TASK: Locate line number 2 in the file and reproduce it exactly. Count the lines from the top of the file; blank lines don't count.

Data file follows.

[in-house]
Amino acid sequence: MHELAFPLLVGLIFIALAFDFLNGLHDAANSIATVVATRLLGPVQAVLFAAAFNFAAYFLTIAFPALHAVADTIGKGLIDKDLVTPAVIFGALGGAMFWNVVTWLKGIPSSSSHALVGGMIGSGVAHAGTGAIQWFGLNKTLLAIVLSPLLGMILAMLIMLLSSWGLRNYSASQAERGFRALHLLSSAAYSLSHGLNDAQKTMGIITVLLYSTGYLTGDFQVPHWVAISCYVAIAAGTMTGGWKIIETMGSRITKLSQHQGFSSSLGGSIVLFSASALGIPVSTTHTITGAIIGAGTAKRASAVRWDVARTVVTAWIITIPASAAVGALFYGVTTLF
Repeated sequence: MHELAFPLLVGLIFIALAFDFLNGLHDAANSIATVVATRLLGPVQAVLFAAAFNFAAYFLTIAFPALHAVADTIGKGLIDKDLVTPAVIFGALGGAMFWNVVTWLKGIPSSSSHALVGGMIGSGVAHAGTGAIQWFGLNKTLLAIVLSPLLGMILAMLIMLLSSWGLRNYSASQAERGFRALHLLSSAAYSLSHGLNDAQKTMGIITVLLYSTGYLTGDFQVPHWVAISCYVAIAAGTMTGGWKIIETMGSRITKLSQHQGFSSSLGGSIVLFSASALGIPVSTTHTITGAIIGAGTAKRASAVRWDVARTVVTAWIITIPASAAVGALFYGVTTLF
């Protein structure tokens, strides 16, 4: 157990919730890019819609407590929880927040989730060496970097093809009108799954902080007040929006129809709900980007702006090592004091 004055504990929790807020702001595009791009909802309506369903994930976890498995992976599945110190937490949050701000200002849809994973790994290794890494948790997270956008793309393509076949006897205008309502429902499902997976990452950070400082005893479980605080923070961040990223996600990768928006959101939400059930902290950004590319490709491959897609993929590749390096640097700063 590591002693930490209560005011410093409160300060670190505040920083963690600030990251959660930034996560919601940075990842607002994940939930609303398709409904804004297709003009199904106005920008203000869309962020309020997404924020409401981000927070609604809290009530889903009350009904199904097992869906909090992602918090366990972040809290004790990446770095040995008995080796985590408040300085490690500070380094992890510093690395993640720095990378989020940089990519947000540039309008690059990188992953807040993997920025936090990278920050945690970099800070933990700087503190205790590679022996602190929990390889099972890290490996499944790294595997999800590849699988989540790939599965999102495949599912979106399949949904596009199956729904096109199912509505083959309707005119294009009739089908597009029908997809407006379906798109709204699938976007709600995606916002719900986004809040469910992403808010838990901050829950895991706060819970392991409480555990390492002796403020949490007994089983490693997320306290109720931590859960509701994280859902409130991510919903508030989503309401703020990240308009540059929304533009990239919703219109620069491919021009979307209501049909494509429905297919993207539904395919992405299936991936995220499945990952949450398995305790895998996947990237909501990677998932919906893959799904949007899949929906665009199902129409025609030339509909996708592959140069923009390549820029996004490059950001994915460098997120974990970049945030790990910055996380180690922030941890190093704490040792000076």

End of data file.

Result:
Amino acid sequence: MHELAFPLLVGLIFIALAFDFLNGLHDAANSIATVVATRLLGPVQAVLFAAAFNFAAYFLTIAFPALHAVADTIGKGLIDKDLVTPAVIFGALGGAMFWNVVTWLKGIPSSSSHALVGGMIGSGVAHAGTGAIQWFGLNKTLLAIVLSPLLGMILAMLIMLLSSWGLRNYSASQAERGFRALHLLSSAAYSLSHGLNDAQKTMGIITVLLYSTGYLTGDFQVPHWVAISCYVAIAAGTMTGGWKIIETMGSRITKLSQHQGFSSSLGGSIVLFSASALGIPVSTTHTITGAIIGAGTAKRASAVRWDVARTVVTAWIITIPASAAVGALFYGVTTLF